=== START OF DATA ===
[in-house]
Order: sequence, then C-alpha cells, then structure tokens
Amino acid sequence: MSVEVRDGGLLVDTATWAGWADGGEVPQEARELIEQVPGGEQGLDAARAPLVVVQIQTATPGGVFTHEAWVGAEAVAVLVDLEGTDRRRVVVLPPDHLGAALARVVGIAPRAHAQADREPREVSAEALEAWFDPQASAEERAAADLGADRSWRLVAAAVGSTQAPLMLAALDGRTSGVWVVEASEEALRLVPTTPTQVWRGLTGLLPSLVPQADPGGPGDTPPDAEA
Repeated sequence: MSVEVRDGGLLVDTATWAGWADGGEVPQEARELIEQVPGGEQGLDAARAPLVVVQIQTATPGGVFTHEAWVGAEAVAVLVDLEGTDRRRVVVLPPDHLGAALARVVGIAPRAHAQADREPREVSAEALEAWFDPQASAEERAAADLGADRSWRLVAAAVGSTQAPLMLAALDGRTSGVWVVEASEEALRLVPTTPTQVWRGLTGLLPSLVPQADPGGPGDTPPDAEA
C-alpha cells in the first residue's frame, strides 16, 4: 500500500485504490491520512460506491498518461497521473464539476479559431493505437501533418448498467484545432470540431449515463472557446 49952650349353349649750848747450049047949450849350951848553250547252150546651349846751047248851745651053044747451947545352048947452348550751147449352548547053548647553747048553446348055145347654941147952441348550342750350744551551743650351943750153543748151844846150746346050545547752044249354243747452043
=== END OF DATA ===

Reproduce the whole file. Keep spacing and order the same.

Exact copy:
[in-house]
Order: sequence, then C-alpha cells, then structure tokens
Amino acid sequence: MSVEVRDGGLLVDTATWAGWADGGEVPQEARELIEQVPGGEQGLDAARAPLVVVQIQTATPGGVFTHEAWVGAEAVAVLVDLEGTDRRRVVVLPPDHLGAALARVVGIAPRAHAQADREPREVSAEALEAWFDPQASAEERAAADLGADRSWRLVAAAVGSTQAPLMLAALDGRTSGVWVVEASEEALRLVPTTPTQVWRGLTGLLPSLVPQADPGGPGDTPPDAEA
Repeated sequence: MSVEVRDGGLLVDTATWAGWADGGEVPQEARELIEQVPGGEQGLDAARAPLVVVQIQTATPGGVFTHEAWVGAEAVAVLVDLEGTDRRRVVVLPPDHLGAALARVVGIAPRAHAQADREPREVSAEALEAWFDPQASAEERAAADLGADRSWRLVAAAVGSTQAPLMLAALDGRTSGVWVVEASEEALRLVPTTPTQVWRGLTGLLPSLVPQADPGGPGDTPPDAEA
C-alpha cells in the first residue's frame, strides 16, 4: 500500500485504490491520512460506491498518461497521473464539476479559431493505437501533418448498467484545432470540431449515463472557446 49952650349353349649750848747450049047949450849350951848553250547252150546651349846751047248851745651053044747451947545352048947452348550751147449352548547053548647553747048553446348055145347654941147952441348550342750350744551551743650351943750153543748151844846150746346050545547752044249354243747452043